By Waltraud Q. Morales
Compliment for the former version: ...the author's devotion to Bolivia and situation for its destiny shines through...Recommended.--Choice
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Extra resources for A Brief History of Bolivia
Pizarro first sent out a priest to meet Atahuallpa and to offer the emperor conversion on the spot to Christianity. When the Sapa-Inca quite naturally refused, Pizarro had all the pretext he needed, and the Spaniards unleashed a vicious, unforgiving ambush. The attack by cannon, harquebus, crossbow, lance, and sword caught the Inca entirely unprepared, and a slaughter ensued. Several hundred, perhaps more than 1,000, Inca were killed there and then, and Atahuallpa was taken captive without the loss of a single Spanish life.
Back in 1503, the Spanish Crown had also adopted a legal device known as the encomienda, which assigned the legal rights over Indians in the Spanish colonies of the Americas to designated Spanish explorers and conquerors. A grant served as both a reward and an obligation to the recipient: The encomendero, as the “one who is entrusted,” was charged with supervising the physical and spiritual well-being of the Indians; in return, he benefited from the free labor and the communal lands of the Indians in his trust.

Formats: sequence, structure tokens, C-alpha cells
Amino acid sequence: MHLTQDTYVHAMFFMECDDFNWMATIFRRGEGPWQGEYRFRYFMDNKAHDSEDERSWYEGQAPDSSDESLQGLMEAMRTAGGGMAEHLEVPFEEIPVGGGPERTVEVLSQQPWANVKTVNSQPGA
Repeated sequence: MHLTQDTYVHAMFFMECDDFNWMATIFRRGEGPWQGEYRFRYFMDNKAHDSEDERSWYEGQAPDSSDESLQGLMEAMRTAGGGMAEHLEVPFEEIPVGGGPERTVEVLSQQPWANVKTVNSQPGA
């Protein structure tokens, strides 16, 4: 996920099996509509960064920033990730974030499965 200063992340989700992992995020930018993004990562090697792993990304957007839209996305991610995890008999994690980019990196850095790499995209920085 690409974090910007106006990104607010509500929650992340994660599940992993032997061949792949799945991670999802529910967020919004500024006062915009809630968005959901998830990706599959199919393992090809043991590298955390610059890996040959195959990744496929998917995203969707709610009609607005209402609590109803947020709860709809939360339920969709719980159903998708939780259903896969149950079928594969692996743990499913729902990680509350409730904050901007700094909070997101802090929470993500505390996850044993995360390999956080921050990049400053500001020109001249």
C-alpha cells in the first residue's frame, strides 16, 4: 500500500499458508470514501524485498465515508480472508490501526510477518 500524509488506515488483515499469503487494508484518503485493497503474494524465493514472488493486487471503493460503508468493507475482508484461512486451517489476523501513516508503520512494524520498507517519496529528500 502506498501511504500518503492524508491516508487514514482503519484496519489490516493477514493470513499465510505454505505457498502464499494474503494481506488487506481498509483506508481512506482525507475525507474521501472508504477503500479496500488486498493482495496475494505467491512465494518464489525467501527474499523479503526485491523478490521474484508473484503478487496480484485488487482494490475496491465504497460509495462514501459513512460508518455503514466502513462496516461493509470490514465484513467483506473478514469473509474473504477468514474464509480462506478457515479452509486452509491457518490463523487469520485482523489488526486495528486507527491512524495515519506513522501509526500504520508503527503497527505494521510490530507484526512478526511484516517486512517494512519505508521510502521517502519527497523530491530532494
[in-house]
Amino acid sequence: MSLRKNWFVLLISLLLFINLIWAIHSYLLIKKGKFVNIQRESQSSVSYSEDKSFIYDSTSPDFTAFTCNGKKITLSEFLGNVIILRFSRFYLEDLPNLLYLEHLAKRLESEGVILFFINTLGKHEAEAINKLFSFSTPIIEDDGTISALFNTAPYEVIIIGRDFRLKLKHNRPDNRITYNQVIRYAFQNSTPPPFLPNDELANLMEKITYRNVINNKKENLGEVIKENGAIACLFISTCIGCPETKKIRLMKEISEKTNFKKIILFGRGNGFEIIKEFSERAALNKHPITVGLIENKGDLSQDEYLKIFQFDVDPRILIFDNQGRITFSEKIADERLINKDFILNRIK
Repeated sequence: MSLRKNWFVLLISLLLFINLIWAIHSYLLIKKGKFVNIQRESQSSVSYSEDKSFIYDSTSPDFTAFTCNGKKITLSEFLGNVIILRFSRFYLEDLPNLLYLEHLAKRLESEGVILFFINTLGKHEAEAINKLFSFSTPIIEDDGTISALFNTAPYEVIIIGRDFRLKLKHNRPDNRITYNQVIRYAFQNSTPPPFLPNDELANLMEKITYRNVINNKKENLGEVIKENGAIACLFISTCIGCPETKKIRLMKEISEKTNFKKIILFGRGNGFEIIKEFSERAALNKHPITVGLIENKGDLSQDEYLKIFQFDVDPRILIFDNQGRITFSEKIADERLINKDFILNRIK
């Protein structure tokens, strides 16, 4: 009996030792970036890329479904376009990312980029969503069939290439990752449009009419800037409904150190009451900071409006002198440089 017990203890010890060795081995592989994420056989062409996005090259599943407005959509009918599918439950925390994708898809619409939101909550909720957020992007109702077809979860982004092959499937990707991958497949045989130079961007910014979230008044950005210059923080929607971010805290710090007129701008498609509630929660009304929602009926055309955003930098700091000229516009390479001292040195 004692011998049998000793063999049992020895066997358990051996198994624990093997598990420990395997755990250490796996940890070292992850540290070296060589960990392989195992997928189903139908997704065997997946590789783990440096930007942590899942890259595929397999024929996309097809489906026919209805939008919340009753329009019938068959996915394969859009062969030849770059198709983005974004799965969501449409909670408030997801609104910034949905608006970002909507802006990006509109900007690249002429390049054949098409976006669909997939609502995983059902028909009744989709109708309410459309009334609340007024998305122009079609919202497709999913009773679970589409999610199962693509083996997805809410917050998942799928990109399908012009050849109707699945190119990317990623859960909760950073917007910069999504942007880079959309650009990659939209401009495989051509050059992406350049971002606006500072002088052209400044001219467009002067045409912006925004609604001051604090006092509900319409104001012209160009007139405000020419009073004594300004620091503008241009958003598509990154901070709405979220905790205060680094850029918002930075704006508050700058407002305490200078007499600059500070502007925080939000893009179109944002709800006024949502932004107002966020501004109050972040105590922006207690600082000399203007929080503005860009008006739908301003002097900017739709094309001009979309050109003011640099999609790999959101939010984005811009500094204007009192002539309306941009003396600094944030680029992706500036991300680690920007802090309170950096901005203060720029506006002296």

The Spanish leader realized the potentially desperate situation he was in, facing a huge army of Indian warriors, so he put in place a plan of savage deceit whose success exceeded what must have been his wildest hopes. He enticed Atahuallpa to a meeting in the town plaza 17 A BRIEF HISTORY OF BOLIVIA of Cajamarca, and the Sapa-Inca, who apparently felt invincible after his recent victory and unthreatened by these strange outsiders, came with only a small bodyguard, leaving the bulk of his army encamped nearby.
A Brief History of Bolivia by Waltraud Q. Morales